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Node Child Process

Last Updated : 18 Jan, 2024
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Node is a tool that uses JavaScript and has many useful parts to it. Normally, it does work with one thread at a time, which means it can handle tasks without waiting. However, when there’s a lot of work to be done, we use the child_process module to create additional threads. These extra threads can talk to each other using a built-in messaging system.

The following are the four different ways to create a child process in Nodejs:

Above mentioned ways are explained below: 

spawn() method:

spawn() method is a new process using the given command and the command line arguments in args. The ChildProcess instance implements EventEmitterAPI which enables us to register handlers for events on child objects directly. Some events that can be registered for handling with the ChildProcess are exit, disconnect, error, close, and message. 

Syntax:

child_process.spawn(command[, args][, options])

Parameters:

  • command: Accepts a string which is the command to run.
  • args: List of string arguments. The default value is an empty array.
  • options:
    • shell: Accepts a boolean value. If true, runs the command inside of a shell. The different shells can be specified as a string. The default value is false which implies no shell. By default, spawn() does not create a shell to execute the command hence it is important to pass it as an option while invoking the child process.

Return Value: Returns a ChildProcess object. 

Example: In this example, we will see the use of the spawn() method.

Javascript




const { spawn } =
    require('child_process');
const child =
    spawn(
        'dir', ['D:\Test'],
        { shell: true }
    );
child.stdout.on('data',
    (data) => {
        console.log(`stdout: ${data}`);
    });
 
child.stderr.on('data',
    (data) => {
        console.error(`stderr: ${data}`);
    });
 
child.on('close',
    (code) => {
        console.log(
            `child process exited with code ${code}`
        );
    });


Output:

fork() method:

child_process.fork() is a variant of child_process.spawn() allowing communication between parent and child via send(). It facilitates the isolation of compute-heavy tasks from the main event loop, but numerous child processes can impact performance due to each having its own memory.

Syntax:

child_process.fork(modulePath[, args][, options])

Parameters:

  • modulePath: Accepts a string that specifies the module to run in the child.
  • args: List of string arguments.
  • options: CWD, detached, env, execPath, and execArgv are some of the available options for this method.

Return Value: Returns a ChildProcess instance. 

Example: In this example, we will see the use of fork() method.

Javascript




// Write Javascript code here
const cp = require('child_process');
 
let child = cp.fork(__dirname + '/sub.js');
 
child.on('message', function (m) {
    console.log('Parent process received:', m);
});
 
child.send({ hello: 'from parent process' });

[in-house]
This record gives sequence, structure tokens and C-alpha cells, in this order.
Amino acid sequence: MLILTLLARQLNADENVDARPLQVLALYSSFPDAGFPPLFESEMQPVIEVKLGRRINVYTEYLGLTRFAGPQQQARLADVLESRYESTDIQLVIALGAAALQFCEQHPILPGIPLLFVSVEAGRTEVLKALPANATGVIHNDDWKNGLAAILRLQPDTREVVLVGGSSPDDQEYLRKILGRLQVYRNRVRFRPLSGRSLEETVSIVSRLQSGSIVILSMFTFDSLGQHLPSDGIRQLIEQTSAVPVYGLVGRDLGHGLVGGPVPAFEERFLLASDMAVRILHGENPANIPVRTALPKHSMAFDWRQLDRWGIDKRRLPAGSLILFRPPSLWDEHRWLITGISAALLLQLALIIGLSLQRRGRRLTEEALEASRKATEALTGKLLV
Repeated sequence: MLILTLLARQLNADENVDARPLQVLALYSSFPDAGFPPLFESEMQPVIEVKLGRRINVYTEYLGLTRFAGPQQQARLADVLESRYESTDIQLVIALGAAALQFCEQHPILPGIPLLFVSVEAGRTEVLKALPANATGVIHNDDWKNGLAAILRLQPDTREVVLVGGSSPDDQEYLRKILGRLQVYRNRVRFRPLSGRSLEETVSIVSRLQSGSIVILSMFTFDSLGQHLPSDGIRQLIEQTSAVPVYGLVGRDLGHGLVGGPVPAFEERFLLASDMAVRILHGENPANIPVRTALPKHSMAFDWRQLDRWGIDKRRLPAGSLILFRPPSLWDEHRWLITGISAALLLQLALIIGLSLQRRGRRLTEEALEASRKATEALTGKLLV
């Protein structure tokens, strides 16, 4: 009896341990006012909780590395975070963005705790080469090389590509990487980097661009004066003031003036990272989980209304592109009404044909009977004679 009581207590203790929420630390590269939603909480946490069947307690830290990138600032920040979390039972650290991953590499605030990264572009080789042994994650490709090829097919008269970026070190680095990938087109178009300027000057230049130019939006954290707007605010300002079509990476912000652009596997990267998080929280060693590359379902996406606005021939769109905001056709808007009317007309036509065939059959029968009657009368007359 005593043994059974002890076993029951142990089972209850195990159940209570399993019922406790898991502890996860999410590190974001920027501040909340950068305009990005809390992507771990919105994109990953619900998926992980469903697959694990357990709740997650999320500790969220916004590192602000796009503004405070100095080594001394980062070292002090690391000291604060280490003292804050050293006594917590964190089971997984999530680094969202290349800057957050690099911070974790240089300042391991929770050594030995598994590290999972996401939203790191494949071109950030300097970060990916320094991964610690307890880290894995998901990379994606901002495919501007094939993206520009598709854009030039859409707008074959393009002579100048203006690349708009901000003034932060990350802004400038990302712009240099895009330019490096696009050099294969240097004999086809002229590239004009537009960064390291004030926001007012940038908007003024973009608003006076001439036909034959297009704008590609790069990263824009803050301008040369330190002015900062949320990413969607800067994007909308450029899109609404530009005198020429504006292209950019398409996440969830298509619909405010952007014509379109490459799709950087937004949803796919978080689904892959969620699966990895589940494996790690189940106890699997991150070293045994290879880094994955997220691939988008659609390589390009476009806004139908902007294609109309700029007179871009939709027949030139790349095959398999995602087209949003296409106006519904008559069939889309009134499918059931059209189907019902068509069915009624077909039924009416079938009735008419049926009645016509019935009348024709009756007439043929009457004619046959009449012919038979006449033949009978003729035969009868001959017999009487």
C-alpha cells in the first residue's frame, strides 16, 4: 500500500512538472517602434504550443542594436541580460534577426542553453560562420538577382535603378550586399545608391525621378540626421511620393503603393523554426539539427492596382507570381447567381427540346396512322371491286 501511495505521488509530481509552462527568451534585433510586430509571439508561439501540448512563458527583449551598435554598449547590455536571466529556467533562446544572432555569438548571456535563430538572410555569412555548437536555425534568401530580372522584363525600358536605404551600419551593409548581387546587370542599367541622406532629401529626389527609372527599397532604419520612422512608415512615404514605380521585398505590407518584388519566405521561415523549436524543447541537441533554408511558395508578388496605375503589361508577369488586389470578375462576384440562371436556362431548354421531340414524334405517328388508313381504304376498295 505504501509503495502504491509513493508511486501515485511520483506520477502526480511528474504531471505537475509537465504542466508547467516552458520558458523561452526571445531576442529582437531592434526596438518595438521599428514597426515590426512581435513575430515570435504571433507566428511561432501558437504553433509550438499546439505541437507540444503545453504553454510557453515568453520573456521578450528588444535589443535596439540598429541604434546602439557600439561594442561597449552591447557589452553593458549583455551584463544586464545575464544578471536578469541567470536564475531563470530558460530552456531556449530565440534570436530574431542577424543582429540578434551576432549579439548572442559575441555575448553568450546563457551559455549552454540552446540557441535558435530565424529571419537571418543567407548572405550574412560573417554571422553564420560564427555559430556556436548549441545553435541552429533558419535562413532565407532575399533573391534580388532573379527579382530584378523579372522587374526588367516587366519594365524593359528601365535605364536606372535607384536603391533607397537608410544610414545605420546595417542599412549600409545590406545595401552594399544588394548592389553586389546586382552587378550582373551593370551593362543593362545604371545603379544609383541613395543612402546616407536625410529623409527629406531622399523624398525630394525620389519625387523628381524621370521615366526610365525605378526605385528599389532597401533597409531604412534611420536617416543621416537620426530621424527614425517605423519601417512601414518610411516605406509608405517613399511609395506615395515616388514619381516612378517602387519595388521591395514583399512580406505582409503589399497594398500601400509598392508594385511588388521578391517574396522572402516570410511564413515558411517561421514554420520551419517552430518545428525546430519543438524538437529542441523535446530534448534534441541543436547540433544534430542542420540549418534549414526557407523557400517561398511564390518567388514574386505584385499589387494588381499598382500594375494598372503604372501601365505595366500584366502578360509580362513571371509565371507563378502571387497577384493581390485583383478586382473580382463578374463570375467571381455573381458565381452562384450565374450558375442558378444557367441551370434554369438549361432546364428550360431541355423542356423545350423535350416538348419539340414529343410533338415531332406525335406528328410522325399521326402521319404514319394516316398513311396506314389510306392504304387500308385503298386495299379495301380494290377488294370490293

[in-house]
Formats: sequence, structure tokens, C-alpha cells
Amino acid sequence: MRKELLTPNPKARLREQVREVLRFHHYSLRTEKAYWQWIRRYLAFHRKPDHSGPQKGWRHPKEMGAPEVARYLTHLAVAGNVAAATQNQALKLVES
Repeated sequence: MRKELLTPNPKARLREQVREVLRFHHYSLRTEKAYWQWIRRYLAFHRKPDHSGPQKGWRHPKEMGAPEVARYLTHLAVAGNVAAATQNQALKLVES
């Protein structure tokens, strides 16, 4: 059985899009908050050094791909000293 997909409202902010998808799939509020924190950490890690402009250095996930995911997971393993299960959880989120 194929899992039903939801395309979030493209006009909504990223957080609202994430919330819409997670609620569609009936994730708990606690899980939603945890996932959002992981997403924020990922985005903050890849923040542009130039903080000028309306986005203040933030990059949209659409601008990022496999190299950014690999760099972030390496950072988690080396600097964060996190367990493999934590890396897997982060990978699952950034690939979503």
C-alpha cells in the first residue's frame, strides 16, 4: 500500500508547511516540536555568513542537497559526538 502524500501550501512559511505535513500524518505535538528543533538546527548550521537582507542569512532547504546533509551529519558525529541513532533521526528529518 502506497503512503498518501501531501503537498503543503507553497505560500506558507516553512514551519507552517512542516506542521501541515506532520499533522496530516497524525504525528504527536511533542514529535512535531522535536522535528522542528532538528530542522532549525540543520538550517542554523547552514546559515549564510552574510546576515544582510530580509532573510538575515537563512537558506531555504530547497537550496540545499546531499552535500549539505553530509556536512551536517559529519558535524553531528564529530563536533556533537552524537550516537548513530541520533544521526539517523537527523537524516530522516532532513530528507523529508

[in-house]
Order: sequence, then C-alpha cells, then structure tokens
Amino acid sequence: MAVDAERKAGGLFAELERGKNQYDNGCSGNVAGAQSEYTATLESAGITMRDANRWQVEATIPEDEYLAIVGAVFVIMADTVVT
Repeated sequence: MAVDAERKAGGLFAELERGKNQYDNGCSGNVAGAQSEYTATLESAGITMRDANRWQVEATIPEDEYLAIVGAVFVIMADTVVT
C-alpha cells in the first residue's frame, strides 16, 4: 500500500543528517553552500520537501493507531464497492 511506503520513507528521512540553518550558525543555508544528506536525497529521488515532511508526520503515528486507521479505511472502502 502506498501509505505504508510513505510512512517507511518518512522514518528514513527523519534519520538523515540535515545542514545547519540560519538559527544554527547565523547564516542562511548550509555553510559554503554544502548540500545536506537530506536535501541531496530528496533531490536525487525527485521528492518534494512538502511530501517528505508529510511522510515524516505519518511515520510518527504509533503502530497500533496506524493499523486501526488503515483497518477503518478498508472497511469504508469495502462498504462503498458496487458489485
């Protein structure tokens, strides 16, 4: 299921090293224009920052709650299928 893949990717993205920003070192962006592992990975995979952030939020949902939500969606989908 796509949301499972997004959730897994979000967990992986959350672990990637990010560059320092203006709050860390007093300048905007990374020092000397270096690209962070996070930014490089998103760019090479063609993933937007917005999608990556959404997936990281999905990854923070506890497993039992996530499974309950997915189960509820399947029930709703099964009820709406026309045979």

child.on('close', (code) => {
    console.log(`child process exited with code ${code}`);
});


Javascript




process.on('message', function (m) {
    console.log('Child process received:', m);
});
 
process.send({ hello: 'from child process' });


Output:

exec() method:

exec() method in JavaScript is used to test for the match in a string. If there is a match this method returns the first match else it returns NULL.

Syntax:

child_process.exec(command[, options][, callback])

Parameters:

  • command: Accepts a string that specifies the command to run with space-separated arguments.
  • options: Some of the options available are cwd, env, encoding, shell, timeout etc
  • callback: The callback function is called when the process terminates. The arguments to this function are error, stdout, and stderr respectively.

Return Value: Returns an instance of ChildProcess.

Example: In this example, we will see the use of the exec() method.

javascript




const { exec } = require('child_process');
 
// Counts the number of directory in
// current working directory
exec('dir | find /c /v ""', (error, stdout, stderr) => {
    if (error) {
        console.error(`exec error: ${error}`);
        return;
    }
    console.log(`stdout: No. of directories = ${stdout}`);
    if (stderr != "")
        console.error(`stderr: ${stderr}`);
});


Output:

execFile() method:

The child_process.execFile() function is does not spawn a shell by default. It is slightly more efficient than child_process.exec() as the specified executable file is spawned directly as a new process.

 Syntax:

child_process.execFile(file[, args][, options][, callback])

Parameters:

  • file: Accepts a string that specifies the name or path of the file to run.
  • args: List of string arguments.
  • options: Some of the options available are cwd, env, encoding, shell, timeout etc
  • callback: The callback function is called when the process terminates. The arguments to this function are error, stdout, and stderr respectively.

Return Value: Returns an instance of ChildProcess. 

Example: In this example, we will see the use of the execFile() method.

javascript




const { execFile } = require('child_process');
 
// Executes the exec.js file
const child = execFile('node', ['exec.js'],
    (error, stdout, stderr) => {
        if (error) {
            throw error;
        }
        console.log(stdout);
    });


Output:



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